A proposed change to the bill, which was not available until just before the hearing, would require agencies to destroy the forms used to request a background check and would not require a background check on buyers with state concealed-pistol permits.
Licensed dealers may be the only way for a private seller to obtain a background check.
According to some who addressed the committee, many police departments have policies against running background checks for private, non-licensed citizens.
Rep. Mike Hope (R-44th District, Snohomish), a co-sponsor of the bill and a Seattle police officer when not serving in the Legislature, and Seattle Police Department Deputy Chief of Operations Nick Metz, said it's against their department's policy to run background checks for private citizens. The bill doesn't address those policies.
Randal Bragge, a resident of Belfair, said he called the Mason County Sheriff's office and was told it would not perform a background check for an unlicensed gun seller.
Metz maintained that police aren't opposed to responsible gun ownership, but if licensed gun shops need to do a background check then unlicensed sellers should, too.
Judy noted that some private gun owners can and do voluntarily request a background check on prospective buyers through a licensed dealer, but for a higher fee than the proposed bill provides.
"Dealers charge anywhere from $30 to $60; it's very likely they won't be able to do this for $20, and it could have the impact of shutting down private transactions," she said.
Under terms of the bill, dealers would not be required to perform a background check for private gun transactions when asked.
Dinah Griffey, identifying herself as a domestic-violence survivor, believes regulations on buying guns hurt women by restricting their ability to defend themselves.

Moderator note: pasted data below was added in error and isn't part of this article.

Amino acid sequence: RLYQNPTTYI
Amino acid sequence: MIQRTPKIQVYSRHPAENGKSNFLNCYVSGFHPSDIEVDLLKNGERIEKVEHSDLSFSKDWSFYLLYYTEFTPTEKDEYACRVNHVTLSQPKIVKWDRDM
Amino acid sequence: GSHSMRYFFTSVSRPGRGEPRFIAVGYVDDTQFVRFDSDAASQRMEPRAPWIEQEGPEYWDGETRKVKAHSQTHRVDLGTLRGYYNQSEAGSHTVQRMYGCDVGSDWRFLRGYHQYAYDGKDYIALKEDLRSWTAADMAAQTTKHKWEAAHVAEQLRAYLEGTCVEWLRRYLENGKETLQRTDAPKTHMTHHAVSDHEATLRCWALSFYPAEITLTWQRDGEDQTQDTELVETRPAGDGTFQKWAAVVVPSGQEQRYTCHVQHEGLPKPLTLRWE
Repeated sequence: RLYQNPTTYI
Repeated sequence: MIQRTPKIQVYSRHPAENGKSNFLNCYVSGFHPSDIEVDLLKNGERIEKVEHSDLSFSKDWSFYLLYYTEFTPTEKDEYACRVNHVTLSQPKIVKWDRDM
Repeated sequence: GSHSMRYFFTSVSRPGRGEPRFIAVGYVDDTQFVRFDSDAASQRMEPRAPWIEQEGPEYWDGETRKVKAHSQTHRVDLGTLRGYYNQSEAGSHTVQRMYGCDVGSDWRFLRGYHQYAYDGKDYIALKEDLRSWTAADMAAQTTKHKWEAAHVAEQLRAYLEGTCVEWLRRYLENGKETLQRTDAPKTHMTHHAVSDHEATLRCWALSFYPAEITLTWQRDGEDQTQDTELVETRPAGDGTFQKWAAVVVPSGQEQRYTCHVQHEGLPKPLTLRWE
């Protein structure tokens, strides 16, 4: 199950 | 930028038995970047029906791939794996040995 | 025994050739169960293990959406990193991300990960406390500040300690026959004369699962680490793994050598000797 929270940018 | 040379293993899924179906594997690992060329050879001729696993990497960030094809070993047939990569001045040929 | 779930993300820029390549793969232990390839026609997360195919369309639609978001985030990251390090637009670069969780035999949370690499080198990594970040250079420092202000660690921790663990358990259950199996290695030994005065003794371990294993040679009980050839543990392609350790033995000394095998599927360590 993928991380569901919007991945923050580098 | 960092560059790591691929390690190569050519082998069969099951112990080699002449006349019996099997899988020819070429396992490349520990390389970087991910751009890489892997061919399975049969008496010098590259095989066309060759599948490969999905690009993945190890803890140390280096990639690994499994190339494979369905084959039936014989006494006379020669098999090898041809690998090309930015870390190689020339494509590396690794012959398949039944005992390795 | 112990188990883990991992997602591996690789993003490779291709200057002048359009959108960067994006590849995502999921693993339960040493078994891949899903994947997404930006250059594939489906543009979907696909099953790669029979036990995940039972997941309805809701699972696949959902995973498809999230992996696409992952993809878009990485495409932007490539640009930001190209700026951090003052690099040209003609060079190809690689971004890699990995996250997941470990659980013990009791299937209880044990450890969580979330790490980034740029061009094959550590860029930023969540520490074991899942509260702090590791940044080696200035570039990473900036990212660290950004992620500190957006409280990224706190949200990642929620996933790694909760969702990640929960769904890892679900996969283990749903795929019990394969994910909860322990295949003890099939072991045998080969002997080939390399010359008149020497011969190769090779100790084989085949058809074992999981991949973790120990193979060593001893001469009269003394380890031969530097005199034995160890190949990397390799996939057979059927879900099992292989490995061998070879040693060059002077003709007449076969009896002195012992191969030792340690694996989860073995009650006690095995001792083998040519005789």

"I told myself at that time that I will never, never allow myself to be a victim," Griffey said.
"Every time you limit a woman's right to defend herself you empower her attacker," she said.
More people die from guns than car crashes in King County, according to Dr. David Fleming, director and health officer for Seattle Public Health.
"All these injuries and deaths are inherently preventable and therefore gun violence is a public-health problem," Fleming said.
Some solutions are controversial, noted Fleming, but background checks shouldn't be.
"If we as a society believe some people should not have guns then we must put a system in place that makes it as unlikely as possible that they're able to buy them," he said.
Kim Latterell, an evangelical pastor in Pierce County as well as a hunter and gun owner, supports gun rights, but believes that such rights come with conditions, including training, safe storage, licensing and regulation.
HB 1588 is a first step in a long process of making communities safer, he offered.
"Government is a good gift of God and, when government protects the most vulnerable among us, then they are a good government indeed," he said.
The bill is scheduled for a committee vote Feb. 19.
Zoey Palmer is a reporter with the WNPA Olympia News Bureau.